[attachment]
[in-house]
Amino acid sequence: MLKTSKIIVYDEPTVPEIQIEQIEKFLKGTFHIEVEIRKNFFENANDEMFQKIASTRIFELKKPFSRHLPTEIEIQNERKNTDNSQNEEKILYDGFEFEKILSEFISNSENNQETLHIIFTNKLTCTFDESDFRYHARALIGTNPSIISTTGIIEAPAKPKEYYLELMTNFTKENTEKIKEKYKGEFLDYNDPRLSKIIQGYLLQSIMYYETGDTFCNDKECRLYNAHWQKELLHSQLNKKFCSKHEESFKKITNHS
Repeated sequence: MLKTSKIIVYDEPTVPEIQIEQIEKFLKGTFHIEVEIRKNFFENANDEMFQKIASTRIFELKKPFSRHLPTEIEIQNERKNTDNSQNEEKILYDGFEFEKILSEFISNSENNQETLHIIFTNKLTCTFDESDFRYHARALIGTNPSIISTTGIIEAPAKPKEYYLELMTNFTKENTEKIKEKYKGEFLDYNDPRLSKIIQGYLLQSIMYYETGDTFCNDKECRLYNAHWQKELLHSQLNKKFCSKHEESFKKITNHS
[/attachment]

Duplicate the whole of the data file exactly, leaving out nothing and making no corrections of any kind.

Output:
[in-house]
Amino acid sequence: MLKTSKIIVYDEPTVPEIQIEQIEKFLKGTFHIEVEIRKNFFENANDEMFQKIASTRIFELKKPFSRHLPTEIEIQNERKNTDNSQNEEKILYDGFEFEKILSEFISNSENNQETLHIIFTNKLTCTFDESDFRYHARALIGTNPSIISTTGIIEAPAKPKEYYLELMTNFTKENTEKIKEKYKGEFLDYNDPRLSKIIQGYLLQSIMYYETGDTFCNDKECRLYNAHWQKELLHSQLNKKFCSKHEESFKKITNHS
Repeated sequence: MLKTSKIIVYDEPTVPEIQIEQIEKFLKGTFHIEVEIRKNFFENANDEMFQKIASTRIFELKKPFSRHLPTEIEIQNERKNTDNSQNEEKILYDGFEFEKILSEFISNSENNQETLHIIFTNKLTCTFDESDFRYHARALIGTNPSIISTTGIIEAPAKPKEYYLELMTNFTKENTEKIKEKYKGEFLDYNDPRLSKIIQGYLLQSIMYYETGDTFCNDKECRLYNAHWQKELLHSQLNKKFCSKHEESFKKITNHS